MICRORNA SPECIES REGULATE IMMUNE PROCESSES: A FOCUS ON NK CELLS IN CHRONIC ARTHRITIS
Hargreaves, Breanna Kelly Virginia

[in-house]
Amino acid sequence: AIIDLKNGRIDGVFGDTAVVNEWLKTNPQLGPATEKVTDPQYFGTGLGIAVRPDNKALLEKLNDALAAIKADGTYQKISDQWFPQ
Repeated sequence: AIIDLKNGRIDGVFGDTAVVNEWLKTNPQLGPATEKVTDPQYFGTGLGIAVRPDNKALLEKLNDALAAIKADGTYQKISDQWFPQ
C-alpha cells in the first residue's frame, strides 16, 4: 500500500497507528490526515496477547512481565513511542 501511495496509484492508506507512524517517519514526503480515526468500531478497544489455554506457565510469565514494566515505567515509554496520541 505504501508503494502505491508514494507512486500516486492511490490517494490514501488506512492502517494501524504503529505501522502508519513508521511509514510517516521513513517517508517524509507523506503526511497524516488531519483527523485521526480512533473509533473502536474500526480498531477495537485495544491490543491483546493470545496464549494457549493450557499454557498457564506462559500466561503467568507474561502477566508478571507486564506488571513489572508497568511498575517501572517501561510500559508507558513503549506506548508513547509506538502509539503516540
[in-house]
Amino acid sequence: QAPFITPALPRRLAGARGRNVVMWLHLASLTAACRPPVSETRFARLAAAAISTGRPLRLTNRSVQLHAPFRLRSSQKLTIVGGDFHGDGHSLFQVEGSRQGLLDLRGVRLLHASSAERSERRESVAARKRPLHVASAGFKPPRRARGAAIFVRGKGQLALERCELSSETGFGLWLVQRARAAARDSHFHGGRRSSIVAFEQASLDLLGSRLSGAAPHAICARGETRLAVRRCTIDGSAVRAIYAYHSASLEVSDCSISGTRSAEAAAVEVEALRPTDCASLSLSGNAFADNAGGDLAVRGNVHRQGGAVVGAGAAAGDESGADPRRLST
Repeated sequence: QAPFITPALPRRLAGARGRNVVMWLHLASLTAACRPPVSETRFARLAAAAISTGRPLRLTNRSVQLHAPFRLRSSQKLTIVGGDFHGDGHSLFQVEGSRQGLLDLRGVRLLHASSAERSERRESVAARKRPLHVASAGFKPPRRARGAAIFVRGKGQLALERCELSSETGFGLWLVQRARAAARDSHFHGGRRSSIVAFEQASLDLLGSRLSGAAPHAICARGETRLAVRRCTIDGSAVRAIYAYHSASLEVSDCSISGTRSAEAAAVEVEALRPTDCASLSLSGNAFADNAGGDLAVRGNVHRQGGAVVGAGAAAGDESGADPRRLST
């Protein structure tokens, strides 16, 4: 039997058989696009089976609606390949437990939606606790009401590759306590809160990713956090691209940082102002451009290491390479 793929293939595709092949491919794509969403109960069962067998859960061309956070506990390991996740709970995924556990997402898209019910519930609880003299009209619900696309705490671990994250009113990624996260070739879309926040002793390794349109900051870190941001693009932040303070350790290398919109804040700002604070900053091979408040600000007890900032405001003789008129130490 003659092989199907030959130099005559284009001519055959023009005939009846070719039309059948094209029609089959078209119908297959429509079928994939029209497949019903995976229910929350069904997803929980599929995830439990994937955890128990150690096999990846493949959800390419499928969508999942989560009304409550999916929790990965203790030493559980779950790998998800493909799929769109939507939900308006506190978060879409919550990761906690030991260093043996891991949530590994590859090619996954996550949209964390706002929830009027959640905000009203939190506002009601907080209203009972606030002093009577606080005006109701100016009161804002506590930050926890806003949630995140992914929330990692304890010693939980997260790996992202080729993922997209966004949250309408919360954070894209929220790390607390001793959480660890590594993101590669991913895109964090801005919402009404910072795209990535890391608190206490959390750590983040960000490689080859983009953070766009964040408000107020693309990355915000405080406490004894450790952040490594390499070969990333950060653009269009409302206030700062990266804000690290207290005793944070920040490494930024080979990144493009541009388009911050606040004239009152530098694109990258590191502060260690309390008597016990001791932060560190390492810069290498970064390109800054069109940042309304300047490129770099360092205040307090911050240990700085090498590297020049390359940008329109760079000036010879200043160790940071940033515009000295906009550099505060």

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Rheumatoid arthritis (RA) is a common chronic autoimmune/inflammatory disease involving innate/adaptive lymphocytes and soluble mediators. Natural killer (NK) cells are innate lymphocytes that direct immunity through cytotoxicity and cytokine production. The contributions of NK cells are ill-defined in RA, although their function(s) may be regulated by microRNAs (miRNAs). MiRNAs are non-coding RNAs that inhibit mRNA. To investigate the miRNA-NK cell interplay, we optimized highly efficient transfection techniques in serum-free media for enhancing or interrupting NK cell miRNA signaling. We targeted miRNAs that are expressed differently in patients with RA compared to healthy individuals. Our findings suggest that miR-146a-5p and miR-155-5p, two miRNAs upregulated in RA, reduce NKG2C expression, a hallmark of adaptive NK cells. We expect chronic overexpression of these miRNAs inhibits adaptive NK cells and their ability to eliminate auto-reactive B/T cells through antibody dependent cellular cytotoxicity (ADCC), thereby reducing treatment efficacy for therapies that rely on effective ADCC.